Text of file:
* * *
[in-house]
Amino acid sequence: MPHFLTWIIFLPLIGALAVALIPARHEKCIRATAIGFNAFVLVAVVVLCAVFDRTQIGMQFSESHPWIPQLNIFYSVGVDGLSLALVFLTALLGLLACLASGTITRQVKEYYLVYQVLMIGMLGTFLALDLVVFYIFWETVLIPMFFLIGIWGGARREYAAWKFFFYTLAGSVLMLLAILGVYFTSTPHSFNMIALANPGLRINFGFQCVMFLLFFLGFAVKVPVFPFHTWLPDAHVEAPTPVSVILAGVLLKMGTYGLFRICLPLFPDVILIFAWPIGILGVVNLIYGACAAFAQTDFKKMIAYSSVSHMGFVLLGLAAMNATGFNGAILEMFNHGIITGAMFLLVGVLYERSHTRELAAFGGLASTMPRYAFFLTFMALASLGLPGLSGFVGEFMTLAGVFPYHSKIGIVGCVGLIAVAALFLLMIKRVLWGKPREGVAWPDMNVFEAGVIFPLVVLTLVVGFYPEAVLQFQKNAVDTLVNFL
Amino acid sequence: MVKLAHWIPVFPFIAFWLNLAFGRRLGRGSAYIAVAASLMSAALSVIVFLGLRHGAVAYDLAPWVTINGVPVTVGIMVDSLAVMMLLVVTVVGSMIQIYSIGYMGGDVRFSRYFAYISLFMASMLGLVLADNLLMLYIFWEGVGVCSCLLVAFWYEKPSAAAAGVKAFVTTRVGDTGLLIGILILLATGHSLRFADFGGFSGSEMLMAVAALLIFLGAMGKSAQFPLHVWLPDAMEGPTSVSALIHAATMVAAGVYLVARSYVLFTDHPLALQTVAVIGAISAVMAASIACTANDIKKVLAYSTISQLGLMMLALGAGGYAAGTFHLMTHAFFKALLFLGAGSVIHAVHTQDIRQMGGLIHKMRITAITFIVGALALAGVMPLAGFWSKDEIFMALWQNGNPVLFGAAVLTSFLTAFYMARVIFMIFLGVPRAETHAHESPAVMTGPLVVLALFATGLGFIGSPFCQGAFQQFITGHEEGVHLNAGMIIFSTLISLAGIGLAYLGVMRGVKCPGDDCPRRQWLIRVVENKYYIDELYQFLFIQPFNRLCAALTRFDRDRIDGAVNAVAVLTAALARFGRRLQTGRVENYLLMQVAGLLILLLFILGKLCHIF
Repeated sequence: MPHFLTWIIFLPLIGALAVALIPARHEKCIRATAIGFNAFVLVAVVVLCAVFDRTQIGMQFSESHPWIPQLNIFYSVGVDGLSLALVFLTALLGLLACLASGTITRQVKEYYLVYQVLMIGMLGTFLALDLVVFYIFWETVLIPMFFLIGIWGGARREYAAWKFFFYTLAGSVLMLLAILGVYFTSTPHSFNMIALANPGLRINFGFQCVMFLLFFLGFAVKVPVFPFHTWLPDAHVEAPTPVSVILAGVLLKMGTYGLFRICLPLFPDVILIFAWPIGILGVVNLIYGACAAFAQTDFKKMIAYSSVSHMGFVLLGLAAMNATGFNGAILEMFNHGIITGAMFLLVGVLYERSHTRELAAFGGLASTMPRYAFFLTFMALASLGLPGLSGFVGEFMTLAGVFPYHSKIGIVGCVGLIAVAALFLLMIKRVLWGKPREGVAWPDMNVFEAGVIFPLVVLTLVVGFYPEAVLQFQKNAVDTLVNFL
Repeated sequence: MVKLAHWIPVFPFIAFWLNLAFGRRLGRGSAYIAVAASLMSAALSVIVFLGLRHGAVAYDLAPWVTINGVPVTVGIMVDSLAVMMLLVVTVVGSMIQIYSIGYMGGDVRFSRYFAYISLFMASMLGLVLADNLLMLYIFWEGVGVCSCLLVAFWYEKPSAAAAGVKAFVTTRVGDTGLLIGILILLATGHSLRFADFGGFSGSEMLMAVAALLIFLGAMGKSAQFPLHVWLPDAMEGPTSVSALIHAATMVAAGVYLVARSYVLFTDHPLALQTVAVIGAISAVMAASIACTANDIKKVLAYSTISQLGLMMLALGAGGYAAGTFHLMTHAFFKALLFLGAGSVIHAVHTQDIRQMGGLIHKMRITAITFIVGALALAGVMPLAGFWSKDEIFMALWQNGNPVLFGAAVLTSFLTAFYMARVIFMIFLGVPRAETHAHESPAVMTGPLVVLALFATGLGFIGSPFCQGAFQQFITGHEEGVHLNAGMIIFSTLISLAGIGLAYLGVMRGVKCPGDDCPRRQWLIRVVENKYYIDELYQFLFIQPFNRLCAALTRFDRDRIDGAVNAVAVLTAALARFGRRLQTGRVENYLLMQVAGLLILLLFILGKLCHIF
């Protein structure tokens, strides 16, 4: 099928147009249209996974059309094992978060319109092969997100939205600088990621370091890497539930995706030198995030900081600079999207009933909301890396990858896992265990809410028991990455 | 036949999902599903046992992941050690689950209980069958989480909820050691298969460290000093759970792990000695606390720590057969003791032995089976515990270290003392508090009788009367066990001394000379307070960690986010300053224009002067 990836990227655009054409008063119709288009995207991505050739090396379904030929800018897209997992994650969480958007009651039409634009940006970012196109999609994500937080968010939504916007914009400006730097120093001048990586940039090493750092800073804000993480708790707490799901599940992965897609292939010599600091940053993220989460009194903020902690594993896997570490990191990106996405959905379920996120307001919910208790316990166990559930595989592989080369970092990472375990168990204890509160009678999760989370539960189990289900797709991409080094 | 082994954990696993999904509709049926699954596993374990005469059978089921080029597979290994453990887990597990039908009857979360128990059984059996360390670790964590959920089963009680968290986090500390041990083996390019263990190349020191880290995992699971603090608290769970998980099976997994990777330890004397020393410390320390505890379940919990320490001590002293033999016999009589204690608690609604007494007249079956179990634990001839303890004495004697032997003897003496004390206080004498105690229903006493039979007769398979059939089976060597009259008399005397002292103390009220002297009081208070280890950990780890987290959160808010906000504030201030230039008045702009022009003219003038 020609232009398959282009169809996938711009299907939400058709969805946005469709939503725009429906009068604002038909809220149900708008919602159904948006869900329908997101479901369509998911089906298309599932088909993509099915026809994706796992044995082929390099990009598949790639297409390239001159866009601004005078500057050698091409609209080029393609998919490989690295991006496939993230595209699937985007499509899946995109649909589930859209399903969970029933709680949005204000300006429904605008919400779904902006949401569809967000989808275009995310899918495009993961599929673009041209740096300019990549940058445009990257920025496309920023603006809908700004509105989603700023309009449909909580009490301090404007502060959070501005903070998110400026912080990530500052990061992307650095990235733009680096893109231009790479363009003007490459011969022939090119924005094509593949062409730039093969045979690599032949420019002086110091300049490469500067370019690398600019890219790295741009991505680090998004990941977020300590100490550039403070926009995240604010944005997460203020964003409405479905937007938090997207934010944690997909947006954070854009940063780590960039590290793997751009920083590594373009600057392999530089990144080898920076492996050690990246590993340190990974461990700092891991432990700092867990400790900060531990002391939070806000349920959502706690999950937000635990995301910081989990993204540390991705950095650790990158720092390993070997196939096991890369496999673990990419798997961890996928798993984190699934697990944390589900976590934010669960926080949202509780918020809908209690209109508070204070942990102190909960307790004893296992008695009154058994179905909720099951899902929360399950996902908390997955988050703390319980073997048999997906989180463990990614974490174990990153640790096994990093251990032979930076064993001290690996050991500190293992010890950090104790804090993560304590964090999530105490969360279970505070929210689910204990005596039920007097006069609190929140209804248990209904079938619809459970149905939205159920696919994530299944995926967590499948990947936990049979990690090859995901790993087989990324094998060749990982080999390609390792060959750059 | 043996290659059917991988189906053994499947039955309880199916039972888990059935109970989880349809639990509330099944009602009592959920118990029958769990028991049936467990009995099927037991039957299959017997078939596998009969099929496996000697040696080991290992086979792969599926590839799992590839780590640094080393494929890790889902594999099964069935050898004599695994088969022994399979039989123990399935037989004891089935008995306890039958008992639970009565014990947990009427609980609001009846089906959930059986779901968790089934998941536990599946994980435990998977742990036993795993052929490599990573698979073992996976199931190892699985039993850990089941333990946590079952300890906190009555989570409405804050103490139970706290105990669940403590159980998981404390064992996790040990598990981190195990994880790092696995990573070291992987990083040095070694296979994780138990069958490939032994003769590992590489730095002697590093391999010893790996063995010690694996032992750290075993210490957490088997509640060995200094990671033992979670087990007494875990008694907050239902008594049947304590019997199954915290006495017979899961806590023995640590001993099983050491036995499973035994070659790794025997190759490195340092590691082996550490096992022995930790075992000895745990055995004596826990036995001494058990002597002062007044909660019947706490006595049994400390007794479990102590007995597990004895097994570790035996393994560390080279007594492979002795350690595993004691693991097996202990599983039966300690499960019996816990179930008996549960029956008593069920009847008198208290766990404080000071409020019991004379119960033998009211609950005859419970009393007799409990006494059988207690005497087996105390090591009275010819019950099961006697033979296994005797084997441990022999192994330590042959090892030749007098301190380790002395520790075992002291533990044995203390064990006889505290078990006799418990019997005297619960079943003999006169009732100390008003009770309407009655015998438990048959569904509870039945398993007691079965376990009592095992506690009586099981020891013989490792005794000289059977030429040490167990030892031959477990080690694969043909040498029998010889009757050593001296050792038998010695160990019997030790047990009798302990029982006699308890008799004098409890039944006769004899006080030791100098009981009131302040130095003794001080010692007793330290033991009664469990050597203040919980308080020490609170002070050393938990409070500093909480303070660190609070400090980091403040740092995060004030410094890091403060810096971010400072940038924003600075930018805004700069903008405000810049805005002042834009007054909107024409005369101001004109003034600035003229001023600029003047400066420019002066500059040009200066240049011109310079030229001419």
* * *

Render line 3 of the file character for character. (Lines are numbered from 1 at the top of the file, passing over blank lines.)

Amino acid sequence: MVKLAHWIPVFPFIAFWLNLAFGRRLGRGSAYIAVAASLMSAALSVIVFLGLRHGAVAYDLAPWVTINGVPVTVGIMVDSLAVMMLLVVTVVGSMIQIYSIGYMGGDVRFSRYFAYISLFMASMLGLVLADNLLMLYIFWEGVGVCSCLLVAFWYEKPSAAAAGVKAFVTTRVGDTGLLIGILILLATGHSLRFADFGGFSGSEMLMAVAALLIFLGAMGKSAQFPLHVWLPDAMEGPTSVSALIHAATMVAAGVYLVARSYVLFTDHPLALQTVAVIGAISAVMAASIACTANDIKKVLAYSTISQLGLMMLALGAGGYAAGTFHLMTHAFFKALLFLGAGSVIHAVHTQDIRQMGGLIHKMRITAITFIVGALALAGVMPLAGFWSKDEIFMALWQNGNPVLFGAAVLTSFLTAFYMARVIFMIFLGVPRAETHAHESPAVMTGPLVVLALFATGLGFIGSPFCQGAFQQFITGHEEGVHLNAGMIIFSTLISLAGIGLAYLGVMRGVKCPGDDCPRRQWLIRVVENKYYIDELYQFLFIQPFNRLCAALTRFDRDRIDGAVNAVAVLTAALARFGRRLQTGRVENYLLMQVAGLLILLLFILGKLCHIF